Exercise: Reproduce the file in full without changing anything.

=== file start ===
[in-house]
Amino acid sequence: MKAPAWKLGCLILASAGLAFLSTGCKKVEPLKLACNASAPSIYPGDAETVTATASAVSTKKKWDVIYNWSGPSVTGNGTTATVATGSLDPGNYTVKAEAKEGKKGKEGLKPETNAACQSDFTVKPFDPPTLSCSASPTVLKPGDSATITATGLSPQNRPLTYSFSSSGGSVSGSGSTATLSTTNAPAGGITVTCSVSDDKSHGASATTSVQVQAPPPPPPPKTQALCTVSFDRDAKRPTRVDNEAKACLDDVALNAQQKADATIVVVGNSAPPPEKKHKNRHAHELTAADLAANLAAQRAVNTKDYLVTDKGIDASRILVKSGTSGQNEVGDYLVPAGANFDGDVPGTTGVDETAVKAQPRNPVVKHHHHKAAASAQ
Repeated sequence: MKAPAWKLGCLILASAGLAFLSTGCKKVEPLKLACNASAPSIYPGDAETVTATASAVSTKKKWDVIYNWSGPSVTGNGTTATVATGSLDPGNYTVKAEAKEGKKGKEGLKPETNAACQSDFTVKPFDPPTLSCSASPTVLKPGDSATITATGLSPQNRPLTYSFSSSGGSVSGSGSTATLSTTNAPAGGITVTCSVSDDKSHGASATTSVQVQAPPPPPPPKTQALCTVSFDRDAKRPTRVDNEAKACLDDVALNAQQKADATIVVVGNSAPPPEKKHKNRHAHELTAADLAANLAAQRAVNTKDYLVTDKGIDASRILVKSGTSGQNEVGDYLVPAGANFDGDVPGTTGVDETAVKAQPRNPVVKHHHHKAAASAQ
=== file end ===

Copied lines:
[in-house]
Amino acid sequence: MKAPAWKLGCLILASAGLAFLSTGCKKVEPLKLACNASAPSIYPGDAETVTATASAVSTKKKWDVIYNWSGPSVTGNGTTATVATGSLDPGNYTVKAEAKEGKKGKEGLKPETNAACQSDFTVKPFDPPTLSCSASPTVLKPGDSATITATGLSPQNRPLTYSFSSSGGSVSGSGSTATLSTTNAPAGGITVTCSVSDDKSHGASATTSVQVQAPPPPPPPKTQALCTVSFDRDAKRPTRVDNEAKACLDDVALNAQQKADATIVVVGNSAPPPEKKHKNRHAHELTAADLAANLAAQRAVNTKDYLVTDKGIDASRILVKSGTSGQNEVGDYLVPAGANFDGDVPGTTGVDETAVKAQPRNPVVKHHHHKAAASAQ
Repeated sequence: MKAPAWKLGCLILASAGLAFLSTGCKKVEPLKLACNASAPSIYPGDAETVTATASAVSTKKKWDVIYNWSGPSVTGNGTTATVATGSLDPGNYTVKAEAKEGKKGKEGLKPETNAACQSDFTVKPFDPPTLSCSASPTVLKPGDSATITATGLSPQNRPLTYSFSSSGGSVSGSGSTATLSTTNAPAGGITVTCSVSDDKSHGASATTSVQVQAPPPPPPPKTQALCTVSFDRDAKRPTRVDNEAKACLDDVALNAQQKADATIVVVGNSAPPPEKKHKNRHAHELTAADLAANLAAQRAVNTKDYLVTDKGIDASRILVKSGTSGQNEVGDYLVPAGANFDGDVPGTTGVDETAVKAQPRNPVVKHHHHKAAASAQ